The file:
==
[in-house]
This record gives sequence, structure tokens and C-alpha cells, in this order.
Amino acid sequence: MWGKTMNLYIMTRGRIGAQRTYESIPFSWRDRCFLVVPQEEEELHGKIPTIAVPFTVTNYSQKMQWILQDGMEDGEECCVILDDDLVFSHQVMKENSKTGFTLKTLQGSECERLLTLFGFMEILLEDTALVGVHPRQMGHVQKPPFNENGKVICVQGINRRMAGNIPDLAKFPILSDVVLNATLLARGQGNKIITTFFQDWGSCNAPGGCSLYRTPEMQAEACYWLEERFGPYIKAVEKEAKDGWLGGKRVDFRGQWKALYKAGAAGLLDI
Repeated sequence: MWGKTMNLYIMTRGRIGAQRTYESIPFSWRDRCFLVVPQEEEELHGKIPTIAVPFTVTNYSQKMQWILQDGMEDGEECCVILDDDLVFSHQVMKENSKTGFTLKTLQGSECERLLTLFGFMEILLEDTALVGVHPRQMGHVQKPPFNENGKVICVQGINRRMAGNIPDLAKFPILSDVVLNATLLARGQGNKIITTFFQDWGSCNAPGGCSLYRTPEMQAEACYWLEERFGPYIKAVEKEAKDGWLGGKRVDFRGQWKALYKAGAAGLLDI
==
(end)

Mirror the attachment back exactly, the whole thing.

[in-house]
This record gives sequence, structure tokens and C-alpha cells, in this order.
Amino acid sequence: MWGKTMNLYIMTRGRIGAQRTYESIPFSWRDRCFLVVPQEEEELHGKIPTIAVPFTVTNYSQKMQWILQDGMEDGEECCVILDDDLVFSHQVMKENSKTGFTLKTLQGSECERLLTLFGFMEILLEDTALVGVHPRQMGHVQKPPFNENGKVICVQGINRRMAGNIPDLAKFPILSDVVLNATLLARGQGNKIITTFFQDWGSCNAPGGCSLYRTPEMQAEACYWLEERFGPYIKAVEKEAKDGWLGGKRVDFRGQWKALYKAGAAGLLDI
Repeated sequence: MWGKTMNLYIMTRGRIGAQRTYESIPFSWRDRCFLVVPQEEEELHGKIPTIAVPFTVTNYSQKMQWILQDGMEDGEECCVILDDDLVFSHQVMKENSKTGFTLKTLQGSECERLLTLFGFMEILLEDTALVGVHPRQMGHVQKPPFNENGKVICVQGINRRMAGNIPDLAKFPILSDVVLNATLLARGQGNKIITTFFQDWGSCNAPGGCSLYRTPEMQAEACYWLEERFGPYIKAVEKEAKDGWLGGKRVDFRGQWKALYKAGAAGLLDI